MCCOY: Some of the union plans are exempted under these bills. But most employers will only have the grace period to move their employees, all of them, into these lower grade HMO's, because the point of these bills is not to just cover the uninsured. It is to limit everyone's health care consumption. And using managed care will do that. And to insure that everyone has the same health care experience regardless of ability to pay. They don't want executives or people who go out and buy more expensive plans to have a different health care experience.
GIGOT: James, let me ask you about this public option. The president says, look, all this is going to compete with the private plans, to keep them honest. The insurers are making a lot of money right now. We need to keep them honest.
JAMES FREEMAN, ASSISTANT EDITORIAL PAGE FEATRUES EDITOR: Right. I think the beauty of this is we don't need to guess or estimate or just posit at what might happen because the people of Massachusetts since 2006 has been running the experiment for all of us and we can go to school on it.
GIGOT: Thanks to Mitt Romney, former Republican governor.
FREEMAN: That's right.
GIGOT: Or no thanks to Mitt Romney.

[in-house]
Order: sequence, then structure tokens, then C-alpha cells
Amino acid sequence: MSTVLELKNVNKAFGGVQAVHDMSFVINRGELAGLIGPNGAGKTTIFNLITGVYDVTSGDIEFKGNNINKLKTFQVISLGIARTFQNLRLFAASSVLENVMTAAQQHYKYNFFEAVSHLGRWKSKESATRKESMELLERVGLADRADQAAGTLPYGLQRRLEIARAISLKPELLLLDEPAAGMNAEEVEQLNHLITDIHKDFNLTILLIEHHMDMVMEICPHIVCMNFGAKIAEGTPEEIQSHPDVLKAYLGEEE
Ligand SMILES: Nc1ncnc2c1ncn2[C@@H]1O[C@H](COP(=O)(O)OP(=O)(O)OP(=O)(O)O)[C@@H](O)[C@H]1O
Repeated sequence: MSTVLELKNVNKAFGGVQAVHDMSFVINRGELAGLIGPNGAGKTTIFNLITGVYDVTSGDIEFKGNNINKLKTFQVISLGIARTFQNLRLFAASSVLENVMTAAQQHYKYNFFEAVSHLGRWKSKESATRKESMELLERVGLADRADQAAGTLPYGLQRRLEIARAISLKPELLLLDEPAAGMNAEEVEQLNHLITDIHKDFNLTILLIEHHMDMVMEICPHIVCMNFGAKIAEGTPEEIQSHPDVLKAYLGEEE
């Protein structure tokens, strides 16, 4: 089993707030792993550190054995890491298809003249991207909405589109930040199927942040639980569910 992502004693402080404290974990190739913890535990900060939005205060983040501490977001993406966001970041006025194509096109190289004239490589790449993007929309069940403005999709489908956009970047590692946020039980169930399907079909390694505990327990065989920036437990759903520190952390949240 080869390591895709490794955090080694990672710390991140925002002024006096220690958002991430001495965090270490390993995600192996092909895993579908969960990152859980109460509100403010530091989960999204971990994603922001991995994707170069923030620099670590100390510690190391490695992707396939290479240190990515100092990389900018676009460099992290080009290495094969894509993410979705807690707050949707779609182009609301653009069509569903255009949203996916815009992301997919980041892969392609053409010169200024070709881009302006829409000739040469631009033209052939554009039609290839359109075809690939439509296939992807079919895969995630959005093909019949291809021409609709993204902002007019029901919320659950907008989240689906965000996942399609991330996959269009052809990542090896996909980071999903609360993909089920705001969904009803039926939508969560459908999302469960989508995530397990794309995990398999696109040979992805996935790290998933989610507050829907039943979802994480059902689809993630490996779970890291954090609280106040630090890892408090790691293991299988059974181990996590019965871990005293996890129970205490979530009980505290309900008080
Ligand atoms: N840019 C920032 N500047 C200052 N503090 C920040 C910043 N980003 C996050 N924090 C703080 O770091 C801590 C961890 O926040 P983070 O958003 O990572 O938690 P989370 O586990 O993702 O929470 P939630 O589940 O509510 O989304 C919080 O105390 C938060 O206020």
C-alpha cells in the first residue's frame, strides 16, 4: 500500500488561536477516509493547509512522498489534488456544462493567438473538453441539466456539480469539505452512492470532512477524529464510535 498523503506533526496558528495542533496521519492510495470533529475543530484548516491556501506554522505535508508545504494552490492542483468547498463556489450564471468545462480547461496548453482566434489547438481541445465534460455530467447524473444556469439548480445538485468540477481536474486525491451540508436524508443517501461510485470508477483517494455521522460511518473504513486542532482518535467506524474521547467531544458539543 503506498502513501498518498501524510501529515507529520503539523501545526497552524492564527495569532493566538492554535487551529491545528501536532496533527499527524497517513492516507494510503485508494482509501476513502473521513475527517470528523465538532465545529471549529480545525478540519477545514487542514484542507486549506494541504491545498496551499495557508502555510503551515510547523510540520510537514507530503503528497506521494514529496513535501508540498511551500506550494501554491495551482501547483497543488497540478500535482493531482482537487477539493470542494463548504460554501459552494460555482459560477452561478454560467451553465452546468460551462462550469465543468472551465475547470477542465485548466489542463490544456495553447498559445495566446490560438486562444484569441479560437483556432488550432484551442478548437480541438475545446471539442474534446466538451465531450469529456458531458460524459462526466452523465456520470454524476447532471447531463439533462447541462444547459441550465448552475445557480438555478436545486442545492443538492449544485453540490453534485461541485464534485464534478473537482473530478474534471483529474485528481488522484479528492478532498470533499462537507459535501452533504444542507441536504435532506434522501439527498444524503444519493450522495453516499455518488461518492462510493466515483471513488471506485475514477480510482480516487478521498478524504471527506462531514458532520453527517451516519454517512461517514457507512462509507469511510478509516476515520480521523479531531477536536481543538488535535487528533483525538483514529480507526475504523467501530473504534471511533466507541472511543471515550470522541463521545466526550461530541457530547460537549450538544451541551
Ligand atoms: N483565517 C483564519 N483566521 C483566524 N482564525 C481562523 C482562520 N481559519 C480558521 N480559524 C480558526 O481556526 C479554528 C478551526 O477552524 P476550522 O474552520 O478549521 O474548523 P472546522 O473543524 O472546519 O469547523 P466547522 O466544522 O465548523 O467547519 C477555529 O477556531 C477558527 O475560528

FREEMAN: And it's very clear what happens. Private insurance goes away, more people go on the public plan, costs explode, more costs go onto small business and people lose their jobs or get salary freezes.
MCCOY: That's a very important point that more and more people are losing their jobs in Massachusetts. I was reading about an employer just today, who had to close up part of her business, close one office, sell a couple of trucks, and lay-off an employee in order to meet the government requirement to pay for health insurance.
GIGOT: Kim Strassel, let me ask you about the cost question. That's important. CBO said — the president of the Congressional Budget Office said the House proposal will not save money. But can you save money overall, somehow, if you cover more people, if you cover 44 million more people? How do you save money?
KIM STRASSEL, WASHINGTON COLUMMNIST: The argument that the White House has made is if you did that and you had more competition and you managed to get more efficiency across the board, you could lower costs in the long term. The CBO has blown that up. They've done an initial analysis of the House bill. It says that there's going to be about $820 billion in new taxes, most on families and small businesses. Even with that, they are still going to be another $250 billion of more deficit spending over the next 10 years. Even then, that doesn't count in the fact that both of these bills, bear in mind, are designed to hide a lot of the costs that are going to come up front, and only have them start to kick in toward the end of the bill. What we are looking at is trillions in new spending over the upcoming years.
Joe, I'm going to give the House Democrats credit for one thing, by putting this tax increase on the table, a 5.4 percentage point surtax, they've showed people this is not going to be a free lunch, that somebody is going to have to pay for it. They claim it is only going to be the wealthy, to the tune of $550 billion. But this thing is going be enormously expensive.
RAGO: Yeah, all government health programs start small and grow over time.